When Alyssa Maresco signed her lease for the new apartment complex, The William, last December, she and her roommates were more than relieved after their previous living situation fell through.
Marketing material for The William, located on North Finley Street just blocks from the heart of downtown Athens, billed it as, “the best student living experience possible.”
Alyssa could not wait for the 2022 fall semester to begin so she could enjoy all the amenities of the new complex. But as move-in day approached, she realized that the promise of luxury housing was turning into a nightmare.
The large complex wasn’t ready on time. Instead of moving into a brand new apartment for the fall semester, The William’s management company moved Alyssa into a hotel room, separated from her roommates. A situation she describes as, “frustrating as a senior” and has caused her and her roommates, “so much stress.”Why It’s Newsworthy: Multiple construction delays have prevented many UGA students from moving into The William.
Unfortunately, Alyssa is not the only student in the same situation. Over 300 students who signed a lease with The William received the same email she did in July, stating that their original move-in date had been pushed back and that living accommodations would be provided. From being promised a brand-new apartment complex to living in a hotel, almost two months later, students are still dealing with the chaos of The William. In a recent statement, the management blamed “material and labor shortages” for the construction delays.
Construction of The William was scheduled to be finished in July and ready for tenants to move in on Aug. 14. On July 26, the first delay notice was sent out via email stating that the building would be move-in ready on Sept. 7. Until then, students were given the option to find a living situation themselves, or they could choose to be placed in hotels around the Athens area, including the Holiday Inn Express, SpringHill Suits, SpringHill Suits West, Hyatt Place, and Hilton Garden Inn. To “compensate for living costs,” The William gave students a $500 gift card and $30 per day.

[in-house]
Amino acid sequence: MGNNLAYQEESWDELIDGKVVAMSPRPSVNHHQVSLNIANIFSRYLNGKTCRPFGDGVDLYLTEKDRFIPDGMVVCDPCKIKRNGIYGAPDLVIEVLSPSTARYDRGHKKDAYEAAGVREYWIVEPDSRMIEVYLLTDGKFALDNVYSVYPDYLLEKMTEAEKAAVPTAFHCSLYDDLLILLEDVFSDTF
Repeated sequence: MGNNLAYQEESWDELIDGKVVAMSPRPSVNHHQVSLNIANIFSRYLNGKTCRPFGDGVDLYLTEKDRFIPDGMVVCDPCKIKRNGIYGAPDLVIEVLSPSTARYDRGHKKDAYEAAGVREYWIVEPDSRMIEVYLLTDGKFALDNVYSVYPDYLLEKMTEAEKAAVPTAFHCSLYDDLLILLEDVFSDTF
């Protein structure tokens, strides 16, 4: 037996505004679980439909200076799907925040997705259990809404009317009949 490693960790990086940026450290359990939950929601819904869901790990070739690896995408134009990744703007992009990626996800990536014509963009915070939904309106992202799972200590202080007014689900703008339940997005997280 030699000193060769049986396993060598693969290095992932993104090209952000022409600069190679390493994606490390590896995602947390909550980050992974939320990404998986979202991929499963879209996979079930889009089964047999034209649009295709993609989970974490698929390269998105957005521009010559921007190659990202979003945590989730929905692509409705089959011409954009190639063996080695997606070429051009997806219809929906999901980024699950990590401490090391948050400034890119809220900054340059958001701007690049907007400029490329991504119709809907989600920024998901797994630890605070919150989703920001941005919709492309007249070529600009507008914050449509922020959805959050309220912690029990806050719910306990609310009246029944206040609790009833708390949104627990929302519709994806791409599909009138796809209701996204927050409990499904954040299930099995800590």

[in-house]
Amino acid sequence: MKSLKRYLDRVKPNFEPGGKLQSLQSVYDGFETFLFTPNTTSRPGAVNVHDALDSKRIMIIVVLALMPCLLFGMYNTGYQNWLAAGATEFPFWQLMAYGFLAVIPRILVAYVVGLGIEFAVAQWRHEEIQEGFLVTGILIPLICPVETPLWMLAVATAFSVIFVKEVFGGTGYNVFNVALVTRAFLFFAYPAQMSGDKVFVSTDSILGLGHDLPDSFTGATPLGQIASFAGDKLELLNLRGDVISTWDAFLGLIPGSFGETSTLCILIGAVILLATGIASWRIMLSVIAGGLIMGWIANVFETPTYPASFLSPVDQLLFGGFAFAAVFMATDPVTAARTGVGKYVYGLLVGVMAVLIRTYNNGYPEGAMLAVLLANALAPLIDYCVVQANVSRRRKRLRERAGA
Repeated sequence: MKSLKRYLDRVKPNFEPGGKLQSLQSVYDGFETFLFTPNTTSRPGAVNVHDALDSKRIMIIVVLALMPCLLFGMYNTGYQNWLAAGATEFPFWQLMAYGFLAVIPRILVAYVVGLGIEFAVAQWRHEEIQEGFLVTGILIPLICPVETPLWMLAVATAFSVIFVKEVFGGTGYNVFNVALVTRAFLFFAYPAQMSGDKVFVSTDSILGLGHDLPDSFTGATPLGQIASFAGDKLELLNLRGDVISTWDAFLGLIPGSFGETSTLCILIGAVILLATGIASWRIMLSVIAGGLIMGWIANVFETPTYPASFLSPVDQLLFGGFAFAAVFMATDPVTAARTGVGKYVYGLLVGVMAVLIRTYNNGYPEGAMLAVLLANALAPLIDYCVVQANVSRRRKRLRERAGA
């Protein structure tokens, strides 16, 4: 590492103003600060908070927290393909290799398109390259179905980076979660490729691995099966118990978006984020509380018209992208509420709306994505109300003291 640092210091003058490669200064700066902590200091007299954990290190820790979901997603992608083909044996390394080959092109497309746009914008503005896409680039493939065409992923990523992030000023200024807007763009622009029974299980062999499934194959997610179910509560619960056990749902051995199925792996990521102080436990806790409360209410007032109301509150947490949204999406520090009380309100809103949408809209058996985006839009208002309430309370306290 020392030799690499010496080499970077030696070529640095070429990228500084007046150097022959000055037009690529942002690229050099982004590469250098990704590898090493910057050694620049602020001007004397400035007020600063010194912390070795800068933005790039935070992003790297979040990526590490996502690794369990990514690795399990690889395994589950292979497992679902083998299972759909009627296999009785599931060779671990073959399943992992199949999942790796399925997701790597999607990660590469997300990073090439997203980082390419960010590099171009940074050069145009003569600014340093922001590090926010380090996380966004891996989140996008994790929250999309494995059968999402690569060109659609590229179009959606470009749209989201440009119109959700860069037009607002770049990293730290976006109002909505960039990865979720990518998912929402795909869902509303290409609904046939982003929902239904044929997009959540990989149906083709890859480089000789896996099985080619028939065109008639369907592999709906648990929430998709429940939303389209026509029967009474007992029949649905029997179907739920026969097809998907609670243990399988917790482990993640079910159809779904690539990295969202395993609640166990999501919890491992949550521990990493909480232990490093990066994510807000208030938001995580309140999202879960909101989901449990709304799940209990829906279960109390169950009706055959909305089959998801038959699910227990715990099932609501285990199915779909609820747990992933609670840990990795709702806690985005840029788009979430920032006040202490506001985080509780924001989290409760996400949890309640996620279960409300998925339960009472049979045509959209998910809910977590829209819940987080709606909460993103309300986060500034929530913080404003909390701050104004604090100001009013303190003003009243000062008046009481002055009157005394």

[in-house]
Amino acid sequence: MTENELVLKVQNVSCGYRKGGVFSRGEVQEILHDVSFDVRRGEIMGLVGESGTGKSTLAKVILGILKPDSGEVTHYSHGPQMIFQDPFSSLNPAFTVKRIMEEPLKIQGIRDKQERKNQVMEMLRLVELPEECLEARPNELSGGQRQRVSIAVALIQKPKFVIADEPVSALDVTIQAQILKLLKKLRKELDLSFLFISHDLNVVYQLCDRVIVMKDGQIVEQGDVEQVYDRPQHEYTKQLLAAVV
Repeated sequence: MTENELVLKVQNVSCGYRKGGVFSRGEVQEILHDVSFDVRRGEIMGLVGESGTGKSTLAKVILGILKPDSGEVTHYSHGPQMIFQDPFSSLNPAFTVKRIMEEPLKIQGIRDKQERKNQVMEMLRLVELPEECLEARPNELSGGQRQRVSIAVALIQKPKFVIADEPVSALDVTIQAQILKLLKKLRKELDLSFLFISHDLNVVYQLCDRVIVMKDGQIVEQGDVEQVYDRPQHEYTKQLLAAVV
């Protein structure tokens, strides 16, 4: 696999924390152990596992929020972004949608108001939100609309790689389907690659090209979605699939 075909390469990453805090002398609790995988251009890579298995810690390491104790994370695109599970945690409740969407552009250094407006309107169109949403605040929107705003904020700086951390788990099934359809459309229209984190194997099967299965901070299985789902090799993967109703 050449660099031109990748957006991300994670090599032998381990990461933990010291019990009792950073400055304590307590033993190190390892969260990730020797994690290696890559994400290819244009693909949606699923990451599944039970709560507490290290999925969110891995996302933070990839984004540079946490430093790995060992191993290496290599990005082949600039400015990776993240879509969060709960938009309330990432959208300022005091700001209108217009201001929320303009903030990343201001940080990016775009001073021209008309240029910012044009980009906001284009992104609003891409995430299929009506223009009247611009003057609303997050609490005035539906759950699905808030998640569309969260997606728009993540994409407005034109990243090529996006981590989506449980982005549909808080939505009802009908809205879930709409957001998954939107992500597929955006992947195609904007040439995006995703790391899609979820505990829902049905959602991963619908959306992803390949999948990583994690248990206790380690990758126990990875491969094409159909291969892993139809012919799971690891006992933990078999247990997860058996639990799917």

When asked if the money did help compensate her, Maresco said, “No, food is so expensive, and I had to eat out every meal because I didn’t have a kitchen.”
Even More Delays
The second delay notice sent out by The William was on Aug. 31 pushing the move-in date back to Sept. 18. However, on Sept. 17, The William released a statement on their website delaying the move-in date indefinitely. The statement also claimed The William will no longer be able to provide living accommodations, and tenants were given the option of a cash payment or they could terminate their lease without penalty. An email was later sent out claiming Oct. 15 as an expected date for construction to be complete.
Although the contractor HJ Russel, The William, and even construction workers refused to give interviews, an AT&T Inc. employee did comment on his part of the job. It was the first day he had been sent to the construction site because his company would eventually be supplying the internet for the building. He felt confident AT&T inc. would not complete their part of the job for “at least a few months,” much past the expected completion date of Oct. 15.
With no clear end in sight, many students are unsure whether to terminate their lease or trust that the building will be ready when anticipated. Some students and their families have hired lawyers to help resolve the problem. For others, like sophomore Ben Puckett, finding a place to live became a priority. After another student had a conflict at the Lark Athens, Puckett says he got lucky and is now waiting until The William is complete.
Puckett is maintaining a positive attitude.
“I think it will be good if it is ever finished,” he said.
His mother, Wendy Puckett, does not feel the same.
“They did wrong by hundreds of college students and should have just been transparent up front,” she said.
As for Maresco and her roommates, they terminated their lease with The William.
“I feel so relieved and a lot less stressed out,” she said. “I am so happy to be living with my roommates again, too, instead of us all living separately in hotels. I don’t have to worry about where I will be permanently living.”
Clay Britton is a fifth-year student at UGA majoring in journalism with a minor in sports management.
Show Comments (0)